But I realized that within my reaction came a criticism – about my people, this child, and ultimately myself as a parent. Too often I find Black folks blasted in the media for ignorant behavior, and instead of pointing another finger, I want to understand why THIS boy is getting so much face time. Is it because a 7-year old stealing a car is truly something out of this world? Or does Latarian represent something greater? Instead of using Latarian as an example of why and where we must improve as a people, let’s ask ourselves what is it about this boy that makes him commodifiable. After all, if he’s getting face time on TV, he’s getting paid. To dissect this, I must reorient how you view his video footage, so here goes.
First, here is the real news story that introduced us to Latarian Milton in April of 2008:
The first thing that struck me about this video is Latarian’s honesty. From this brief interview we learn there is an issue with mom, grandma is raising him, and there is no mention of Latarian’s father. Keep all of these factors in mind and keep watching.
Two weeks later:
How did the news find out about this? Did Walmart call the police or is the media stalking Latarian Milton?
Here is another interview with Latarian in June of 2008. Notice his tone and body language, and really listen to what the cop says at the end:
By now Laterian is tired of explaining why he took grandma’s car. It’s such an obvious cry for attention that it doesn’t warrant repeating. Notice how the reporter plays up Latarian’s disregard for the people who he could have hurt that day and how that leads into the cops’ admission of pressing charges to “get him into the system” because “obviously this is unusual behavior for a 7-year old” and little Latarian needs to be evaluated and treated. I’m wondering, what is Latarian’s fate if at 7 he already has a record and is being labeled as a danger to society?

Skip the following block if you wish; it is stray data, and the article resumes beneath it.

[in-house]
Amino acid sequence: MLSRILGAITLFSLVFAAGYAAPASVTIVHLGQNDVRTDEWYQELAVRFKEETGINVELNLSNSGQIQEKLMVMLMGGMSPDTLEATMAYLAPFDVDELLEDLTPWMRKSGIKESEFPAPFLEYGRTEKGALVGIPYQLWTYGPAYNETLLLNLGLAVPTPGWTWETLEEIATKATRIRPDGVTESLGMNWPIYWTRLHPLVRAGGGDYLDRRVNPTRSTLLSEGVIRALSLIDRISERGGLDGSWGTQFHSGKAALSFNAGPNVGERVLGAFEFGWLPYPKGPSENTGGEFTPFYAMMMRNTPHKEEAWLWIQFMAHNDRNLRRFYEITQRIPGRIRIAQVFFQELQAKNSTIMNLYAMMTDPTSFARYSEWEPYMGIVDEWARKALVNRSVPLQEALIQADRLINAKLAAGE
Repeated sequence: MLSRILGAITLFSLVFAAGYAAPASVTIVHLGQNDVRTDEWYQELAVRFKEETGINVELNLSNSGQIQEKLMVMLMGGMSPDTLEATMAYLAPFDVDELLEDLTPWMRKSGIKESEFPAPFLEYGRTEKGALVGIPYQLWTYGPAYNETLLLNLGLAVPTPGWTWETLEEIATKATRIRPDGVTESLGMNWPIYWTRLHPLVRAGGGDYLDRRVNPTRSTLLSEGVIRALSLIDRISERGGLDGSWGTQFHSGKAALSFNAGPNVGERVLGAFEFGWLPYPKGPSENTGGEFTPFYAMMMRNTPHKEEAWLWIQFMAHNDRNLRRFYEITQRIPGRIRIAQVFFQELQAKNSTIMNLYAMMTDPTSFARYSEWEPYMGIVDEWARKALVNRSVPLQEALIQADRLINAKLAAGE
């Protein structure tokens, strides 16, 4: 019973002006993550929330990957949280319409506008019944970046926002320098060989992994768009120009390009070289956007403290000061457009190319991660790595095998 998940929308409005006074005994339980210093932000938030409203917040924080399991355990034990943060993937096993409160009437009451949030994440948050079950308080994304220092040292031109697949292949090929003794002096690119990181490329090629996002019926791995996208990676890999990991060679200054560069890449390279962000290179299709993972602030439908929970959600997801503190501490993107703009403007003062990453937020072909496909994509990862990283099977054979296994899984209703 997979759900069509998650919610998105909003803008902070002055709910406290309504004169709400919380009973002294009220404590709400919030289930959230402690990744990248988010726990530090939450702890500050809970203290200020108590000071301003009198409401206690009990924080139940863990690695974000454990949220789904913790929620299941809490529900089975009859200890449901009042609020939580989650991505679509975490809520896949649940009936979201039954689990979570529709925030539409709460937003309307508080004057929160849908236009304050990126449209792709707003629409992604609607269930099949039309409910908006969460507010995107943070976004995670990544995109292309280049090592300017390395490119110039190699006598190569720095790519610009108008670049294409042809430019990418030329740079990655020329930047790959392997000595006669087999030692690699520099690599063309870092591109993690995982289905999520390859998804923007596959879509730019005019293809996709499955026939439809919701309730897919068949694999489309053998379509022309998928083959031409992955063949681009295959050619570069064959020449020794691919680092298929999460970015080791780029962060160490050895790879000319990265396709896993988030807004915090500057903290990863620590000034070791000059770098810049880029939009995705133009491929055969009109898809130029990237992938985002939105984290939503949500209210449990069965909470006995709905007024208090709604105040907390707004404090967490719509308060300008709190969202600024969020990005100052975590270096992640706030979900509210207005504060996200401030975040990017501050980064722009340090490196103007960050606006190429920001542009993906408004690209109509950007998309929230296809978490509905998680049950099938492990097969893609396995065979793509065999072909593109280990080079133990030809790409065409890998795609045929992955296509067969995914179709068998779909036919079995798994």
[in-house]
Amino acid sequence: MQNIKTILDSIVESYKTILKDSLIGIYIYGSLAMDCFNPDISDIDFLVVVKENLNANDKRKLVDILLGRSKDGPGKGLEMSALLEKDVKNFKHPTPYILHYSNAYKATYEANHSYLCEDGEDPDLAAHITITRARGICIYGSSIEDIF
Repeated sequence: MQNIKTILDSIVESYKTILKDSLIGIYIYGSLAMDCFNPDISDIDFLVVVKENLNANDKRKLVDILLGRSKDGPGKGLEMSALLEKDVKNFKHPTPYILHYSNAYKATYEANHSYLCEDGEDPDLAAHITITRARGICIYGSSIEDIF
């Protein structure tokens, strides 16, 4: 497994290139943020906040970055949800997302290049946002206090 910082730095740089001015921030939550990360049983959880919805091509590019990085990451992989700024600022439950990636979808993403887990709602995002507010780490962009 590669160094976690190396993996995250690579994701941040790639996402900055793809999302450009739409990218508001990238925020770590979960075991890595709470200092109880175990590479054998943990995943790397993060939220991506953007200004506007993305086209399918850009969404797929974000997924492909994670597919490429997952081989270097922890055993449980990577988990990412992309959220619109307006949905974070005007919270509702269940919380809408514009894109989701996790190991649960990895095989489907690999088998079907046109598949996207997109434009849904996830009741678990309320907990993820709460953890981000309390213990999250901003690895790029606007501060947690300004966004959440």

Flash-forward to an interview done two months later:
Now, Latarian stays in the news, but this time it’s because he’s about to make his Hollywood debut. Are Judge Judy’s ratings that low these days? Notice how the reporter mentions the show’s producers encouraging grandma, Latarian, and the phantom mom to participate. How much of that encouragement do you think came with pictures of dead presidents on it? But again, what is the point of all this? Why? To help Latarian “get a new life, and move on” as he desires? I’m frustrated with grandma because she let those dollar signs speak to her – her smile says it all.
This year, Latarian was launched onto Comedy Central. (Couldn’t embed the link thanks to copyright, but PLEASE click on Comedy Central!)
I’m all in for a good laugh, but really what is the point of this 7-year old boy teaching this grown white man how to do hoodrat stuff? What does that even mean? And when Latarian really does grow up and tries to make a name for himself, will he be able to come out from under the “hoodrat” umbrella? Or do we already believe and accept that this child is not capable of being anything other than just that?
Thankfully Aaron McGruder and the Boondocks team saw something in Latarian, and more importantly in the media representation of Latarian, worth commenting on:
I can get behind what I believe McGruder’s intent is here. It’s pretty ludicrous to mislabel a child as a sociopath when the child is clearly begging for attention, but by doing so you write the child’s future for them. Through one really awful and childish mistake, Latarian spent his 15 minutes as the “hoodrat” representative. His real mistake – stealing the car – seems so small in comparison to him teaching Tosh.0 how to really be a hoodrat two years later. And as for grandma participating in that sketch? No disrespect to the elder, but she could take a lesson from Boondocks’ Grandpa and not spare the rod.